To this end, AI can make another significant contribution to innovation: AI can be developed to support imbalanced mental models to foster effective problem finding.
Third, enterprises assemble innovation teams. Innovation teams are typically set up to maximize diversity in expertise and knowledge. However, heterogeneous information sets, heterogeneous cognitive structures, and heterogeneous goals – in innovation teams – create representational gaps that impede successful strategic problem formulation. The success of strategy formulation is measured by comprehensiveness and relevance. As such, research suggests that innovation teams – characterized by diversity in expertise and knowledge – achieve comprehensiveness and relevance when team members are able to constructively challenge each others’ opinions and ideas in such way that individual team members are able to engage in less biased information processing to achieve a multifaceted understanding of the problem at hand.
To this end, AI can make a third significant contribution to innovation: AI can be developed to support collaboration dynamics to foster effective problem formulation in innovation teams. For instance, in a study of routines at a fast-growing retail enterprise operating a chain of approximately 400 stores geographically dispersed nationwide, Scott Sonenshein discovered how this enterprise used routines to establish a clear organizational identity and foster creativity across all the stores. That is, customers can walk into any store in any geographical location and instantly recognize the brand, and yet the customer gets a unique shopping experience that can only be found in that particular store. The retail enterprise achieves this by establishing a set of routines that guides store employees which actions are to be standardized (e.g. the jewelry display should be placed at the front of the store) and which actions they have the freedom to express their creativity (e.g. there is no restriction on which pieces of jewelry to be displayed and how they are to be displayed).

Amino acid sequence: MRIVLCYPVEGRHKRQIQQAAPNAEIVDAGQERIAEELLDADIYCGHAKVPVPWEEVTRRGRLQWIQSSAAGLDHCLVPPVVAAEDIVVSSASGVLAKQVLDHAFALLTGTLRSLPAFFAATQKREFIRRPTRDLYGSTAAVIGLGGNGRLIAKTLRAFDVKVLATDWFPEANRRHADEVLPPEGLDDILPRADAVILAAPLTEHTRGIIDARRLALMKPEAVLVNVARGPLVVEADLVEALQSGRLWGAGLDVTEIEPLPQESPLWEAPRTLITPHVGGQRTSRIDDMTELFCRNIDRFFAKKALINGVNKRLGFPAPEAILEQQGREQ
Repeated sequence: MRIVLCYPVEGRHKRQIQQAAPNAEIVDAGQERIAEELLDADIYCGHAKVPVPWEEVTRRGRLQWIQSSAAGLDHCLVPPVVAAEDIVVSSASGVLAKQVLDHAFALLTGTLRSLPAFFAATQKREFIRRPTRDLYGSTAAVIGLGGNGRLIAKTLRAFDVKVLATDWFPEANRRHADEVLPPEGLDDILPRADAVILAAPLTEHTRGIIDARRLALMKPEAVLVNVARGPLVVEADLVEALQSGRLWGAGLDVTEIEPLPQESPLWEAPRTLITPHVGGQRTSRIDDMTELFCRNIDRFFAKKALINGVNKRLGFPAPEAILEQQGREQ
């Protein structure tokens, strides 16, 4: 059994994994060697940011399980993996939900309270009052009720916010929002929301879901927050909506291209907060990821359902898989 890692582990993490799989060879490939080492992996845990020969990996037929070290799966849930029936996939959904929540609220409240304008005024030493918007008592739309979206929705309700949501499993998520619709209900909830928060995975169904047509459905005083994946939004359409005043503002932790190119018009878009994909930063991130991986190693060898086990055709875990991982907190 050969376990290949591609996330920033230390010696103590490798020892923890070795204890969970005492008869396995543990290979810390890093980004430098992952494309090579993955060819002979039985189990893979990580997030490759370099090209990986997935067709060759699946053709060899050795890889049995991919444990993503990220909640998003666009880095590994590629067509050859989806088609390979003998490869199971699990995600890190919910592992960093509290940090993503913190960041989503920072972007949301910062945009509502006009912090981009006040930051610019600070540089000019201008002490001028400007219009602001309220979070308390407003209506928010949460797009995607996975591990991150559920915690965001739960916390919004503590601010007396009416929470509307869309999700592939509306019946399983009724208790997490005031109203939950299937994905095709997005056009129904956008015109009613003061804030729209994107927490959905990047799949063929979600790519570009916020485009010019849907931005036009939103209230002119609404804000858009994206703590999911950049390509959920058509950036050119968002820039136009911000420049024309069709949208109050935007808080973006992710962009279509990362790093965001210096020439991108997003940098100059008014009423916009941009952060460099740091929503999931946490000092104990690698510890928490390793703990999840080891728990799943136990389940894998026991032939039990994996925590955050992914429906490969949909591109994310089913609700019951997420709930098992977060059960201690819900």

In sum, I believe that AI offers an opportunity for us to innovate like never before, to create new value not only for enterprises but, more importantly, for society at large. Specifically, I believe that new AI technologies should be designed to help innovators gain new insights into identifying the right kind of problems to be pursued by innovators, and in so doing, create new value for each and every individual in an organization, a community, and throughout society.
 Getzels, J. W., & Csikszentmihalyi, M. (1976). The Creative Vision: A Longitudinal Study of Problem Finding in Art (New York, NY: Wiley)
 Russo, J. E. Carlson, K. A., Meloy, M. G., & Yong, K. (2008). The goal of consistency as a cause of information distortion. Journal of Experimental Psychology: General, 137(3): 456-470.
Baer, M., Dirks, K. T., & Nickerson, J. A. 2013. Microfoundations of strategic problem formulation. Strategic Management Journal, 26: 691-712.
Yong, K., Sauer, S. J., & Mannix, E. A. (2014). Conflict and creativity in interdisciplinary teams. Small Group Research, 45(3): 266-289.
Sonenshein, S. (2016). Routines and creativity: From dualism to duality. Organization Science, 27(3): 739-758.